Submerged ghost town resurfaces

Associated Press
In this May 6, 2013 photo, the earth is cracked in Epecuen, which once was submerged in water in Argentina. The saltwater lake was particularly attractive because it has 10 times more salt than the ocean, making the water buoyant. Tourists, especially people from Buenos Aires' large Jewish community, enjoyed floating in water that reminded them of the Dead Sea in the Middle East. (AP Photo/Natacha Pisarenko)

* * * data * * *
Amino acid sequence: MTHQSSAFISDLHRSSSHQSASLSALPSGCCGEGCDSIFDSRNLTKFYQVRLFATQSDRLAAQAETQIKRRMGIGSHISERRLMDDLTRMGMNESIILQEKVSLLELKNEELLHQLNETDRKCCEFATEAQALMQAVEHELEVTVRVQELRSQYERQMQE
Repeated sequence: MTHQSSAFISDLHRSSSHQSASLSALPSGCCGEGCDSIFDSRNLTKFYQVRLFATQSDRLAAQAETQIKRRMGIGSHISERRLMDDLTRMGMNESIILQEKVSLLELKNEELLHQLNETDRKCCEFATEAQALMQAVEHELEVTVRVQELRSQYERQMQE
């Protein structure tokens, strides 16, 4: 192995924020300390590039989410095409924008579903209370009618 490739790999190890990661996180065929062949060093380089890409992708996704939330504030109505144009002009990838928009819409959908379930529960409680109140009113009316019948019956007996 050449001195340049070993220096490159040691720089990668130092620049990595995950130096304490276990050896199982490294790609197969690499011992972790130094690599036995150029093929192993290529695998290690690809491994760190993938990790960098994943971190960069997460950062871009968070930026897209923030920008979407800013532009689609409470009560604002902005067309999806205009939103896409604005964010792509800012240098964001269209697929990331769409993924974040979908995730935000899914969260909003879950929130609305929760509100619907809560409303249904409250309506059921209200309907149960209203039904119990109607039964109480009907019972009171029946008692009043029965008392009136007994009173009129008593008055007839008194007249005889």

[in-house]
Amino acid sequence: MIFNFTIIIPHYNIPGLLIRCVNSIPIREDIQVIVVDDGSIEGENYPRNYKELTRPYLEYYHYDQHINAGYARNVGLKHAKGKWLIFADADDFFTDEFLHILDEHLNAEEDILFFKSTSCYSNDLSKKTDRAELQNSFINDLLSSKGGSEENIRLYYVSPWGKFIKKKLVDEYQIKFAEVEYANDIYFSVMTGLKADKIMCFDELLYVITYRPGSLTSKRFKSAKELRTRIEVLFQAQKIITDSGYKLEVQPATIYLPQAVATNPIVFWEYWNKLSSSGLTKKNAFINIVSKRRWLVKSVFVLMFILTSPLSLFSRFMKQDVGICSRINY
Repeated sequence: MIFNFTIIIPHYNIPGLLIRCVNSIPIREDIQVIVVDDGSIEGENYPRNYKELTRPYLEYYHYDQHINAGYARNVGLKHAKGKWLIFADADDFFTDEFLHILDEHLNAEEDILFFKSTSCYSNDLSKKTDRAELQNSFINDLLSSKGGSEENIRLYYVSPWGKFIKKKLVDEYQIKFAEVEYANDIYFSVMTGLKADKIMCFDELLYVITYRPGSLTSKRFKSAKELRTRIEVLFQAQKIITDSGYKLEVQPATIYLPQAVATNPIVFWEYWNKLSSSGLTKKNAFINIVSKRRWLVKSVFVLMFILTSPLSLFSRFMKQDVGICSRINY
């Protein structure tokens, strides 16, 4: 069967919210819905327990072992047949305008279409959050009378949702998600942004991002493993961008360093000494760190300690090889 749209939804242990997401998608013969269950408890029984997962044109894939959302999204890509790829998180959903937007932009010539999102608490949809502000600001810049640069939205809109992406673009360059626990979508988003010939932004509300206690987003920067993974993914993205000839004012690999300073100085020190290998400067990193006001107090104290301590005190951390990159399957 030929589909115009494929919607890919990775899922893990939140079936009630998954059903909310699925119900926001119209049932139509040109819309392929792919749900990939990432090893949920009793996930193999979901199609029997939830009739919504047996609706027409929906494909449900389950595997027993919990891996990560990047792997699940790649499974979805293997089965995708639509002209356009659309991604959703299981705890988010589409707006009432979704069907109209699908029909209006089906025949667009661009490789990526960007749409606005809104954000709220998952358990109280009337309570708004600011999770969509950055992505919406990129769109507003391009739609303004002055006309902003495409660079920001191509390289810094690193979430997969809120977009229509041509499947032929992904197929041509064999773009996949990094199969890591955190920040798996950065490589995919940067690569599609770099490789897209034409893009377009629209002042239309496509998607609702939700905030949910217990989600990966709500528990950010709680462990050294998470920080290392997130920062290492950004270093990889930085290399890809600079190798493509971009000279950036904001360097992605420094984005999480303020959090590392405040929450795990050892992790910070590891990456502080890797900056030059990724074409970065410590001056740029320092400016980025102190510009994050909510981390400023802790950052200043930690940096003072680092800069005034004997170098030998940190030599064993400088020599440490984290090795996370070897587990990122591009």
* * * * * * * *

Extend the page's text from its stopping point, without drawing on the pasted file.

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The village of Epecuen in Buenos Aires was once home to 1,500 residents before it started flooding in '85. After heavy rains the lake Epecuen burst its banks. It only took 20 days for the town to submerge beneath almost 30 ft. of water forcing everybody to leave. As the years passed slowly the water started to recede. Nowadays the ghost town that was never rebuilt, famous for its therapeutic salty waters, is once again becoming a tourist destination but for the ruins that have been left.

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